My Quiet Time Seasons

Posted by Naomi Vacaro on

And the Lessons they Taught
Emily Miller

I was thirteen when I first got up early, curled up on the windowsill of my thick-walled, straw-bale house, and began reading the Bible on my own for the very first time. My goal for the day was to read as long as my mom who spent an hour every morning reading, journaling, and praying. I sped through the reading plan scripture portions in ten minutes, peeked up at my still-reading mom, flipped through the chapters again, and then walked away, frustrated at how little I got out of it.
It’s been over eighteen years since that first attempt at a quiet time. I sit at a sunny dining table, a globe away from my Asian childhood home. An hour of reading and writing out prayers speeds by, frequently interrupted by little boy voices and baby boy shrieks. I’ve had daily time with Jesus as a daughter and now as a mother; in loneliness and while surrounded by children. In both grief and joy, failure and success, I’ve gone to Jesus for years now. For my quiet time to survive all these changes, my understanding and enjoyment of quiet time had to deepen and change:

Comparing is Silly.
At thirteen, I viewed quiet time as the method to become the magnificent woman I planned to be. I was going to be a great woman of God and so I tried hard to imitate the habits of Godly people.
My mom read at 5 am, so I read at 5 am.
Fanny Crosby wrote 6,000 hymns while blind, so the least I resolved to sing a hymn or two each day.
John Wesley prayed for four hours each morning, and my stomach fell. Towards the end of his life, that prayer time lengthened to eight hours a day. I despaired.
I eventually realized that the Lord wasn’t comparing me to other Christians. He doesn’t have a chart ranking each of His children’s importance by the length, depth, consistency, or sincerity of our Bible reading. Why waste energy trying to live up to anyone less than Jesus Himself? So, I started fixing my eyes more on Jesus and less on my image of the ideal Christian.

Refuge, not Duty.
At first, Quiet Time was a favor I did for Jesus. It was my daily, ten-minute sacrifice to pay Him back for dying for me. It was the least I could do.
This perspective made quiet time a miserable duty for me. Bible reading was a chore, I was tired, and I felt that Jesus was always a little disappointed.
Suffering was a great gift to me in this area. When I was forced to leave my straw-bale home, Jesus made Himself my Home. When I moved to America without my family, Jesus met me as my Friend. When my boyfriend left me, Jesus reminded me that He is the Lover Who never tires of me. When I faced the reality that my Cystic-Fibrosis afflicted child may die young; I was held by the Son Who died for my son. When relentless waves of sickness, depression, and doubt rocked my life, Jesus used Bible reading and prayer to strengthen, nourish, clarify, direct, and comfort my soul.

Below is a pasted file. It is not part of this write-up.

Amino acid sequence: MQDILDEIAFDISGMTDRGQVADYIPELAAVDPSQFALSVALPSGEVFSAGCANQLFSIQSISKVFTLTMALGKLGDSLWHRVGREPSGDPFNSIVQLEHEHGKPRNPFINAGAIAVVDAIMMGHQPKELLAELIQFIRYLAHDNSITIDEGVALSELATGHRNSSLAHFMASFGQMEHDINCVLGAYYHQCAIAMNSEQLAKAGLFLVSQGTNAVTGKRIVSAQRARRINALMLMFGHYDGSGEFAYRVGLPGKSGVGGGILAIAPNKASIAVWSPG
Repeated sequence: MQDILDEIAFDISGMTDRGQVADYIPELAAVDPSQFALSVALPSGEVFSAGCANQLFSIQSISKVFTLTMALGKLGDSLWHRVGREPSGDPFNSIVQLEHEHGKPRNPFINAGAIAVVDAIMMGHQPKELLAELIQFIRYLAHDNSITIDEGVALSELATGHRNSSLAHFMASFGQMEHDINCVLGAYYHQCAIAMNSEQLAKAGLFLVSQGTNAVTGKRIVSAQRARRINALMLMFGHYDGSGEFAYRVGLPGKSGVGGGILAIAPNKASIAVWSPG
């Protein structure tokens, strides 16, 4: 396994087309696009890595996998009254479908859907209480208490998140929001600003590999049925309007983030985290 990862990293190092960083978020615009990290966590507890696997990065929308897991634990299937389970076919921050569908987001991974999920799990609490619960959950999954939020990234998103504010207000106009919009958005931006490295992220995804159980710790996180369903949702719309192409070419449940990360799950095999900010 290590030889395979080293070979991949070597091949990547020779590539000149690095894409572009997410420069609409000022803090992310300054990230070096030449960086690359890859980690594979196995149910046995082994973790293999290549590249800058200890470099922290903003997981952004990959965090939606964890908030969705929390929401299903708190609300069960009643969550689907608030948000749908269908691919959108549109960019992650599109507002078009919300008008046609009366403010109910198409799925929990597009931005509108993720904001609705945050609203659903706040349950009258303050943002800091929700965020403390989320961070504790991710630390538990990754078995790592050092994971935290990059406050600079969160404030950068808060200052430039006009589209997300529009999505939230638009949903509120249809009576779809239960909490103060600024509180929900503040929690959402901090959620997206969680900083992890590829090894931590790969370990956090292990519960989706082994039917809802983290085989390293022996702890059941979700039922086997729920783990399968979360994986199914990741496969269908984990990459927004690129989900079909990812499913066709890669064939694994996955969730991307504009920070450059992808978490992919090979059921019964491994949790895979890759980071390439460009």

Quiet Time is not a gift I give Jesus; it’s a gift Jesus gives me!

Love is the Point.
For years I was single and rigidly faithful. I worked early mornings so, my quiet time moved from 5 am to 3:30 am. On weekend trips with friends, I’d go off on my own to spend my first moments with the Friend Who mattered most. I was like a postal worker and married people: In rain and shine, sickness and health, I would be spending uninterrupted time with Jesus.
And then I had babies. Babies with hungry stomachs, helpless bodies, and dirty diapers. And Jesus wanted me to love Him by selflessly loving them. And loving them required me to be interrupted in my sleep, my showering, my eating, and in my precious quiet time.
Quiet time is meant to build me up in Jesus’ love so that I can then go and love other people with that same love. I needed that time before work in order to be Jesus’ gentle representative to my coworkers. I needed Him to satisfy my soul and so free me up to be a friend, rather than using people to meet my own heart’s needs. I desperately need time with Him to help me bear the weight of parenting priceless souls.
So, I sleep in a little later to make up for rough nights. I pause to change diapers, kiss bumped heads, deal out peace-making justice between wronged toddlers, and then continue my life-giving time with Jesus. And this new flexibility in my quiet time has made me a better servant to others when unexpected opportunities to show love interrupt my plans for the day.

The most surprising thing I’ve discovered about quiet time is that it’s growing more and more enjoyable for me. The Bible has only become more compelling, helpful, and satisfying as I read. I’m more eager to pray as I experience how eagerly God invites me to tell Him everything and then joyfully answers my prayers! I more quickly run to Jesus as my sense of His disappointment in me is more and more overshadowed by the reality of His love.

If this is day 1 of your quiet time habit or the first day of your 15th attempt at forming a quiet time habit, I’m so excited for you! Not because you’re going to become impressively disciplined, or because you’ll get a lot out of every quiet time, or because quiet time calms us down, but because you’ll be reading the very words of God, encountering Jesus, and daily empowered by the Holy Spirit Himself. There is no end to the beauty, joy, peace, wisdom, hope, and goodness in time spent with Him.

  Emily Miller began having a daily quiet time at the age of 13. This habit has been one of the few constants in her life as she transitioned from being a missionary kid in Mongolia to a barista in Oregon to a stay-at-home mom in central Florida. The Word of God has anchored Emily to Jesus through depression, struggles with doubt, health issues, and her son’s cystic fibrosis.
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